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Sanne Cant: I still look up to Marianne Vos

FAYETTEVILLE ARKANSAS JANUARY 29 Sanne Cant of Belgium competes during the 73rd UCI CycloCross World Championships Fayetteville 2022 Womens Elite Fayetteville2022 on January 29 2022 in Fayetteville Arkansas Photo by Chris GraythenGetty Images
Sanne Cant at the Cyclo-cross Worlds in Fayetteville (Image credit: Chris Graythen/Getty Images)

Three-time cyclo-cross World Champion Sanne Cant (Belgium) had her time at the top of the discipline between 2017 and 2019. But since then, Dutch superstar Marianne Vos – the winner of six straight titles from 2009 to 2014 - has re-emerged to assert her dominance.

After finishing 10th behind the Dutch legend at the UCI Cyclo-cross World Championships in Fayetteville, Cant said Vos is still a rider she admires.

"I said that whoever beats Vos would become world champion. I think I was right," the Belgian told Sporza.

Vos won her first title in 2006 as a first-year elite and Cant, three years younger, says she always admired her.

"When I was young, I really looked up to Marianne. I still do. She was really an example for me. Many can only dream of so many world titles."

It has been a few lean years for Cant, a bit like what Vos had during the Belgian's best years. To see Vos so strong again is impressive.

"That she's still world class at 34? Maybe there's still hope for me then," Cant laughed.

The course in Fayetteville which had been thawing for the earlier races was dry and fast for the women's afternoon competition and it made for a fast race.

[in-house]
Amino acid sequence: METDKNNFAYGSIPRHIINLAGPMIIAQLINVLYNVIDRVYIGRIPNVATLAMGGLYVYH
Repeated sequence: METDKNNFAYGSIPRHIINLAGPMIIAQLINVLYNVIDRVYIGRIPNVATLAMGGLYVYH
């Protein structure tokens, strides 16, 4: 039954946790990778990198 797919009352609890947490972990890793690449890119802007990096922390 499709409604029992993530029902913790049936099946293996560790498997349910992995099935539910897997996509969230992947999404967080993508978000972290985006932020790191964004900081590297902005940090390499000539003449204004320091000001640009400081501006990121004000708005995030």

"It was a difficult race. My start wasn't great," Cant told Cyclingnews. "I spent the rest of the first lap trying to close the gap. I managed that to a certain extent but needed a lap to recover from that effort and basically spent the rest of the race chasing. It was hard."

She's no stranger to racing in America, having previously competed at CrossVegas as well as the Louisville world championships in 2013.

"The course here was much, much faster. The ground at those races was softer so it was slower going there. This is quite a bit different here. It's a nice course, but really fast."

Around six thousand fans lined the course with loud cheers for riders of every nation in stark contrast to some races in Europe that were held without spectators because of the coronavirus pandemic. Can said the atmosphere was "absolutely top".

"That's always the case here. Every race we do here in America, people are genuinely happy that we're here. It's great. I'm not a fan of the travel, the jetlag and time differences and all that but now that I am here, I am really enjoy myself."

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